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Jaguar XJ220 - engineering marvel, commercial flop

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#1 rvec


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Posted 14 July 2015 - 12:38 PM

I always find it interesting to do a bit of research on each of the slot cars I am building. My latest GT1 is a 1/24 Jaguar XJ220. The 1:1 XJ220 was an engineering marvel. The concept car was built in ten months, at very little cost to Jaguar. A dozen Jaguar volunteer engineers worked on the project without pay on the weekends. Below is a more robust history. Enjoy.

The automotive engineering and manufacturing conglomerate, British Leyland (BL) constituted about 40% of the UK market and owned some profitable makes including Jaguar, Land Rover as well as the very popular Mini. BL, however, had fallen on hard times during the 1970s. Serious problems with its labor union, poor management, reliable imported vehicles from Japan and the oil crisis led to its downfall. Instead of allowing an orderly bankruptcy proceeding, BL was essentially nationalized. Too bad GM couldnt see the handwriting on the wall, ah but I digress.

Although Jaguar was a marginally profitable make, it lost much of its luster after production of the E-type ceased in 1975. The E-Type was a great looking car and, in my opinion, way ahead of its time. Unfortunately, the E-Type suffered from poor reliability throughout its production cycle (from '61-75). Some interesting lightweight, low drag cars were produced in the early '60s (the Klat lightweight version is shown below). The last incarnation (series 3) E-Types were fitted with a V-12 power plants. Although the E-Type never managed to win at Le Mans, it was successfully campaigned in SCCA by Group 44. See image below.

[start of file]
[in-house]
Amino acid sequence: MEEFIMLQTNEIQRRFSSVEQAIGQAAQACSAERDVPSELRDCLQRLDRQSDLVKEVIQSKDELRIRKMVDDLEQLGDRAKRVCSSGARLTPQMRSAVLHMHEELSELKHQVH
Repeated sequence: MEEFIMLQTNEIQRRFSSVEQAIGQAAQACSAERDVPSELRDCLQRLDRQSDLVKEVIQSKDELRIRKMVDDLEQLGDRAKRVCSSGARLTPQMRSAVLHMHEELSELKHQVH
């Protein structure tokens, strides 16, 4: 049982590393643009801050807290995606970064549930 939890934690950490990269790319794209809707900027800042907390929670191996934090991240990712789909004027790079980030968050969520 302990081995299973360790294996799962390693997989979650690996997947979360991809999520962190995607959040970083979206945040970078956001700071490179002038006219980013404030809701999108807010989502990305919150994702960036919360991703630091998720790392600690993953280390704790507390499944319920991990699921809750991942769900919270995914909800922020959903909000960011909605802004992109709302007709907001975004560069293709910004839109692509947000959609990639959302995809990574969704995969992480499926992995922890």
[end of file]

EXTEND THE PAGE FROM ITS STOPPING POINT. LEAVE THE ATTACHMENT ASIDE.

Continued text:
In the early 1980s Jaguar was tasked with developing a plan to show that it was an economically viable company capable of surviving on its own. Management worked tirelessly marketing the brand and developing a credible product plan. Finally, in 1984, Jaguar was privatized.

In an attempt to regain some of the luster of the brand, Jaguar partnered with Tom Walkinshaw Racing (TWR), to develop the XJ-S into a European Touring Car Championship winner. In 1984 this goal was achieved, boosting morale of the workforce as well as the Jaguar image. Below is an image of the racing version of the XJ-S.


During the mid-1980s the Jaguar/TWR partnership designed and produced some very successful endurance cars that raced in the IMSA and Group C championships. The first of the series was dubbed the XJR 6 and debuted in 1985 and collected its first win at Silverstone in 1986. The original design was refined and improved over time with the last of the series dubbed the XJR 12 racing in 1990. The most successful of the series was the XJR 9 which won the World Championship, Le Mans and the 24 hours of Daytona (see image below)

XJR9_Le Mans Winner.jpg

Jim Randle, Jaguars Engineering director at the time thought that the XJR series of cars were too far removed from the production Jaguars and had a bigger idea: produce a road-going supercar designed to race in the Group B (a class being developed by FIA). The engineering department was already stretched very thin working on the XJ and a major redesign of the XJ-S. Jim called for volunteers to work weekends without pay on a concept car. In the end, twelve individuals answered the call and became known as the Saturday Club.

The concept car was designed and built in about ten months at very little cost to Jaguar. Randle called in favors from component suppliers and engineering companies that had worked for and supported Jaguar in the past. In return he offered public recognition for their assistance and the possibility of future contracts from Jaguar. The concept car was dubbed the XJ220 (the 220 was the target top speed in miles per hour). Its design was quite complex and featured a 6.5 liter V12 racing engine, all-wheel drive, four wheel steering, jack knife doors, an on-the-fly adjustable aerodynamic wing and a sophisticated Alcan bonded honeycomb aluminum structure.